Playfully invoking the 1896 papal bull declaring Anglican orders “absolutely null and utterly void,” the English Catholic writer William Oddie has declared the third round of the Anglican-Roman Catholic International Commission’s talks will be “utterly futile, an absolute and total waste of time.” Just as, he suggests, Anglicans go through the motions of episcopal consecration and apostolic succession, without really believing in them or in the Eucharistic sacrifice they are meant to serve, so do Anglicans make a pretense of ecumenical dialogue with Roman Catholics.
Oddie, a convert from Anglicanism, addresses the Catholic Herald’s “straightfaced announcement” of a third round of dialogue for the commission, this time on the subject of “fundamental questions regarding the Church as communion local and universal, and how in communion the local and universal Church comes to discern right ethical teaching.” His impression is that ARCIC III and related coverage constitute a kind of emperor-has-no-clothes farce, in which everyone sees the insincerity of the Anglicans but is afraid to call attention to it.
The Anglican participants, he argues, inasmuch as they do not represent a coherent ecclesial doctrine, can really only represent themselves—not their communion. He presents good evidence of Anglican hypocrisy: When asked why he voted to approve an ARCIC document he had not read and probably did not believe, one Anglican minister responded, “The important thing is unity. The RCs are frightfully keen on doctrine. You have to encourage them: so I voted for their document.”
Oddie concludes, “[T]he whole operation will at great expense achieve nothing. Can anybody explain to me why we carry on with ARCIC? Is there any real intention, as 30 years ago there undoubtedly was, of actually achieving something? Is it a continuing self-delusion on the part of those participating? Or is ARCIC III just a P.R. exercise, designed to avert attention from the fact that we have now, inevitably but finally, come to the bitter end of the ecumenical road?”
Well, yes, perhaps someone can explain. This is not a new problem in ecumenism. Recall the ill-fated agreement of the Council of Florence in 1439, in which, once again, the Catholics were "keen" on doctrine as a vindication of the magisterium, and most Orthodox felt the need to agree for the sake of agreeing, even though they didn't really agree. It is not unusual for representatives of different communions to enter into ecumenical conversations not merely to seek the truth in love, but to assuage anxieties related to their own doubts or embarrassments.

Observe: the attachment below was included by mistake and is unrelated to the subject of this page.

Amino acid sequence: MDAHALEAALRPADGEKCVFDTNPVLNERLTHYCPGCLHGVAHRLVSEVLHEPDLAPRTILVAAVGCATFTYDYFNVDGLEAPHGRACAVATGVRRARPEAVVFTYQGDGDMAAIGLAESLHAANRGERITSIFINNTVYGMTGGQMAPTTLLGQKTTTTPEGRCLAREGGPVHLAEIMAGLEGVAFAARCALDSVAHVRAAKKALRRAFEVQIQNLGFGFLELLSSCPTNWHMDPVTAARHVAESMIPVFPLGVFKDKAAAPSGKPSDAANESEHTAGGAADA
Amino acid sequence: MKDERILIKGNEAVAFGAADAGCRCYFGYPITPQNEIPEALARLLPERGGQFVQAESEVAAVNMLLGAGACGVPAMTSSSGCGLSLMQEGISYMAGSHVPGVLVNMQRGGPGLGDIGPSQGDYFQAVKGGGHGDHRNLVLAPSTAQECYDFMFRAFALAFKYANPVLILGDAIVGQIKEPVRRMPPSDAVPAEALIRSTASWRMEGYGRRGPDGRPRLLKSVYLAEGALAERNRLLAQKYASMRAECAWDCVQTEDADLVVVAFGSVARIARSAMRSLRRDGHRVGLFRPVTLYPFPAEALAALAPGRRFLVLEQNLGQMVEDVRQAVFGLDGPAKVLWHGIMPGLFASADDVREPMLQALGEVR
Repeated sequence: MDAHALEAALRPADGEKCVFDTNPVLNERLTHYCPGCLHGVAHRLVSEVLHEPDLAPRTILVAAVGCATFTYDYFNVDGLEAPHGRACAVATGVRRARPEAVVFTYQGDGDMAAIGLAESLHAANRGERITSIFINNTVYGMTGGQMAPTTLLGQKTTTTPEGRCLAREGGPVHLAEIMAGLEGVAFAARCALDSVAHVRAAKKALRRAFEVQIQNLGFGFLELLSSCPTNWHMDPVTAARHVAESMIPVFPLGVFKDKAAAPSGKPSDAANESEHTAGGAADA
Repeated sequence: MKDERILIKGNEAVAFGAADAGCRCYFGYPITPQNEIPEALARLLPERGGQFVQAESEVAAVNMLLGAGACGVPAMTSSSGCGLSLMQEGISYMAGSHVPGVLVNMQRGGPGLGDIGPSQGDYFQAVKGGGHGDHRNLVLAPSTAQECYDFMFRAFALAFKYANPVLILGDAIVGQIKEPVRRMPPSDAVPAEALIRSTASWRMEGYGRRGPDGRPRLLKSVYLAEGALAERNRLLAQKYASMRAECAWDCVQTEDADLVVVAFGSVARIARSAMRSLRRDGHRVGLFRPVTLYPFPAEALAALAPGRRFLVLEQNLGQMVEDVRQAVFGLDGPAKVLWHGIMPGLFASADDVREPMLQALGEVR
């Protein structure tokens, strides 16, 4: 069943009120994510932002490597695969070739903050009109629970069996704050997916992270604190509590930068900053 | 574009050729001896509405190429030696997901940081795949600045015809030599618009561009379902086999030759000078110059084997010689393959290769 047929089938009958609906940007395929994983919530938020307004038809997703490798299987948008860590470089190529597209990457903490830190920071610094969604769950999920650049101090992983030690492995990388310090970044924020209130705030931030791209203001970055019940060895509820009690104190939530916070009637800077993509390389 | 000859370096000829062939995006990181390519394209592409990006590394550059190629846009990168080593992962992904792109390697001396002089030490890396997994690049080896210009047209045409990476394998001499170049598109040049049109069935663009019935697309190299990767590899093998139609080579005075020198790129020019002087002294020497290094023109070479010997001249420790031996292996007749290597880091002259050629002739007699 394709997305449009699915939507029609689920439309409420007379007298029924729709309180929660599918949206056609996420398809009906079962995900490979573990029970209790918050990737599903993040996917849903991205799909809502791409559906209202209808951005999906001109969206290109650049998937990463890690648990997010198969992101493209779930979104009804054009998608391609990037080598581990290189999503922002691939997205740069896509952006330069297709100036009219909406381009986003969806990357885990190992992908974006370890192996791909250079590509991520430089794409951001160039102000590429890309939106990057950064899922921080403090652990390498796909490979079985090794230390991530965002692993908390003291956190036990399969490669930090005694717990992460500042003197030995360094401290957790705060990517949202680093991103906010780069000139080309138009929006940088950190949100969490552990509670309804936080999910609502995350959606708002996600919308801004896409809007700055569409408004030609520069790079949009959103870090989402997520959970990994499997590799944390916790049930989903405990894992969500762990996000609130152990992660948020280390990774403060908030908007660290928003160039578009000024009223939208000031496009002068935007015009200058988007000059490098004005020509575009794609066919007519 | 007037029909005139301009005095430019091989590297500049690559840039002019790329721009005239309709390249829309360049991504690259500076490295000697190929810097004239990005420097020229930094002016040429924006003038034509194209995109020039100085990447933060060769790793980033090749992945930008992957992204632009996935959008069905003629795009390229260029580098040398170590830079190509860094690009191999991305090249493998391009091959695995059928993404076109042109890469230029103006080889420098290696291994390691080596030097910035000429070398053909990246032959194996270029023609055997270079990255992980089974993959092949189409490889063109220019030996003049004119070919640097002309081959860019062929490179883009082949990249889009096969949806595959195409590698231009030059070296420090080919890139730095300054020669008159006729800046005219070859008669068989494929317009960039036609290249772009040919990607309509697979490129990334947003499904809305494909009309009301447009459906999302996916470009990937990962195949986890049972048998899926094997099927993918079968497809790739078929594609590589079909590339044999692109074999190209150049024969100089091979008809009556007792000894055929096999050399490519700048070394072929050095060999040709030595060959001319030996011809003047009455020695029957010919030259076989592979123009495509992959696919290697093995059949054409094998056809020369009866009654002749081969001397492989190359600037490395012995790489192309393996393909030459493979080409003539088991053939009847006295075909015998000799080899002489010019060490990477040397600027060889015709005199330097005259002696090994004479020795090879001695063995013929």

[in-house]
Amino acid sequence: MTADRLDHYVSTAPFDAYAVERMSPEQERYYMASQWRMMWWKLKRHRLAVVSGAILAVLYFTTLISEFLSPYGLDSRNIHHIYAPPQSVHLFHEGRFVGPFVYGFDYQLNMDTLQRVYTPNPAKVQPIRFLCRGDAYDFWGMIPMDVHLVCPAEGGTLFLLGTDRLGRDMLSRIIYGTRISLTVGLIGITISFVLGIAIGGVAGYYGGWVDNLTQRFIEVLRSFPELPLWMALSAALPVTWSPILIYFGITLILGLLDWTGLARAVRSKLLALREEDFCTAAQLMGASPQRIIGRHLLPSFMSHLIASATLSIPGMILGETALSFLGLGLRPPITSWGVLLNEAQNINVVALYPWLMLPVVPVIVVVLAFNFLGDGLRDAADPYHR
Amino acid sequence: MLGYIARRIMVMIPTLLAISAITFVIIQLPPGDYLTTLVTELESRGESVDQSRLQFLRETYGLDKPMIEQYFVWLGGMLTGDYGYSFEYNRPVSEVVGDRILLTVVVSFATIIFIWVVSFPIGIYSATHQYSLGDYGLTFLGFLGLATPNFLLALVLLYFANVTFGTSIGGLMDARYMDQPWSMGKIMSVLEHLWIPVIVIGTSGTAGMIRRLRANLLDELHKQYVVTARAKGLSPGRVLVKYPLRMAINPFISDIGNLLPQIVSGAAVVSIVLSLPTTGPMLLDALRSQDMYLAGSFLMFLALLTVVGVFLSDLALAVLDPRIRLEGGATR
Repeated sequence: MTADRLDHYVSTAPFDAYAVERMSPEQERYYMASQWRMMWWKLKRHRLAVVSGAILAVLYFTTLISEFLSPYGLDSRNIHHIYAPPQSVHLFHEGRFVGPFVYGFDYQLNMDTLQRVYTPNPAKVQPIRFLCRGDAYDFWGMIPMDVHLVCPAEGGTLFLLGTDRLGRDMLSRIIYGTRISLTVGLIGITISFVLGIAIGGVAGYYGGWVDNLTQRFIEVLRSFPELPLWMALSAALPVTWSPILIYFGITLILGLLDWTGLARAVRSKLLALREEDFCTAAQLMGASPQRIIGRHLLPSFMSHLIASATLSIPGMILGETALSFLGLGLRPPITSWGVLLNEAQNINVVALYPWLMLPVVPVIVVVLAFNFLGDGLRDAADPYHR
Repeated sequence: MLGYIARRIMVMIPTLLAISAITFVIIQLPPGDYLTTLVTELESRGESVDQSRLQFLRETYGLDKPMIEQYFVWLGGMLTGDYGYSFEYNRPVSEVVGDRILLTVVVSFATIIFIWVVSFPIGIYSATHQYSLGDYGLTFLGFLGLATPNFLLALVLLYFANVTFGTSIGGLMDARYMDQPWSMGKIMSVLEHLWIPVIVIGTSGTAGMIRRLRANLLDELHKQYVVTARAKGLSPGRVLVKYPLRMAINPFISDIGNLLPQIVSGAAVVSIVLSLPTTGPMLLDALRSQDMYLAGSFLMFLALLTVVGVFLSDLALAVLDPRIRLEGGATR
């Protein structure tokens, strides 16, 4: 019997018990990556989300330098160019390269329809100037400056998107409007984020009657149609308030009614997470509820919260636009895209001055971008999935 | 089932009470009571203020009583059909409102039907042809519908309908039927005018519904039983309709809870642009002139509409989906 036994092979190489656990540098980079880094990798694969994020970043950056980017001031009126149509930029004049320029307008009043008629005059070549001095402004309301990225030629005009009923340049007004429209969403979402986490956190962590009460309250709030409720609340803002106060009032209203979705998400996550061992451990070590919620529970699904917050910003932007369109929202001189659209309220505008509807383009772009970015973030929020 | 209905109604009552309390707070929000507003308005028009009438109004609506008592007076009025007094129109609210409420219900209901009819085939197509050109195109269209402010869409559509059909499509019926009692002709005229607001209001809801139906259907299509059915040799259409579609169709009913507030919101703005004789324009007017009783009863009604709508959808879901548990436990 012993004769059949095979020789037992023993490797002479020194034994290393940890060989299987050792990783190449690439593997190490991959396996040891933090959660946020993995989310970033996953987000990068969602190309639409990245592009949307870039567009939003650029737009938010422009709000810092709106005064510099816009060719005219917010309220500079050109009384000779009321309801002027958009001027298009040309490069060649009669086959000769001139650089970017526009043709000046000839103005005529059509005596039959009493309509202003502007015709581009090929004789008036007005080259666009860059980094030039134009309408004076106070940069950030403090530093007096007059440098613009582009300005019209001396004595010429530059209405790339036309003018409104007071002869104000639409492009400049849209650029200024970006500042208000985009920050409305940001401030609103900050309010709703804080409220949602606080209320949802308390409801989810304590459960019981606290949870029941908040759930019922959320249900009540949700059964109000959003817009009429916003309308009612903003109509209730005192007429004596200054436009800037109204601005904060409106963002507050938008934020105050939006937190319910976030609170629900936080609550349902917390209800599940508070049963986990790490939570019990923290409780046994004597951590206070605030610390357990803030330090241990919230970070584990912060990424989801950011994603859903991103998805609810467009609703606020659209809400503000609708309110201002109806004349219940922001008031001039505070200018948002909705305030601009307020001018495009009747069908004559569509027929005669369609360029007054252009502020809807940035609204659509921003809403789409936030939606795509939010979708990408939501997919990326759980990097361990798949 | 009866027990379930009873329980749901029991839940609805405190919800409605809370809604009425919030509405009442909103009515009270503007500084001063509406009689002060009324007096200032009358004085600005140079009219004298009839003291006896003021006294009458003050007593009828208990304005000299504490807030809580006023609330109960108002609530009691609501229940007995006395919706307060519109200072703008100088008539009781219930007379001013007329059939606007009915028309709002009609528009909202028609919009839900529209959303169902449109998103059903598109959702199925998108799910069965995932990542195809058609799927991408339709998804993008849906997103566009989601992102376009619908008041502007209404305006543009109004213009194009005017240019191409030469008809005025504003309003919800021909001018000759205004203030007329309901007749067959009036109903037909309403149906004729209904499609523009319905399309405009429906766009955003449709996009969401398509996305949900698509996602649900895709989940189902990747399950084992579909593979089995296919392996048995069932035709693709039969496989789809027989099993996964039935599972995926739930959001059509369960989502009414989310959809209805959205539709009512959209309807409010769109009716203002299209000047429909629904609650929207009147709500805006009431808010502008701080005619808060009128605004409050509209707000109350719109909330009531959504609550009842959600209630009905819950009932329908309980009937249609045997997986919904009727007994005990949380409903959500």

But Christians ought not accept these artifices as the occasion for final judgment on dialogue. After all, so far as the world can tell, faith and charity are just as futile as ecumenism. Trust is always betrayed by man, and those who trust in God still die—often less pleasantly than those who withheld their trust. Charity fails under laws analogous to those of thermodynamics: Love always conceals self-interest; it is never appreciated for what it is; and it is never returned equally to the lover.
So why do we bother? Because we do love, and love is its own maturity, needing no further justification than what is already given by God. Moreover, we hope, and hope makes up for deficiency of faith and the apparent futility of love.
Ecumenism falls under the same rubric. We seek unity not because it is in our power to achieve it, but because we are commanded to do so by the one who loved us, and because he has made our love for each other the measure of the love we return to him. In Ut unum sint, the late Pope John Paul II wrote that “Ecumenical dialogue is of essential importance.” Yes, of course, the dialogue is enhanced by greater reciprocity and sincerity, but there is something to be learned about one’s brother’s faith even when he is manifestly frivolous in his theological commitments.
Doctrinal dialogues like ARCIC constitute only one facet of ecumenism, but their apparent futility for achieving union doesn't damn them any more than it damns other facets, such as prayers for unity, shared good works, or common appreciation for martyrs. Though such dialogues are at least partially self-serving, and parties may talk past each other to the point where they seem solipsistic, to abolish them would be a failure—not necessarily a failure to achieve unity, which was perhaps never in their power, but a failure to accept the yoke that comes with faith and love.
Fr. David G. Poecking is pastor of St. Elizabeth Ann Seton church in Carnegie, Pennsylvania, and a priest of the Catholic Diocese of Pittsburgh. His previous article for “On the Square” was The Skeleton of Genuine Reconciliation.
William Oddie’s And Now, ARCIC III: Isn’t It Time to Bring This Ecumenical Farce to an End?.
Pope Leo XIII’s statement on Anglican orders, Apostolicae Curae. See the statement by the Congregation for the Doctrine of the Faith, signed by then-Cardinal Joseph Ratzinger, that its conclusion was to be held “definitively,” Doctrinal Commentary on the Concluding Formula of the Professio Fide.
The Anglican Archbishops’ response, Saepius Officio.
John Paul II’s Ut unum sint.
Richard John Neuhaus’s An Irrevocable Commitment.
Avery Dulles’ Saving Ecumenism From Itself.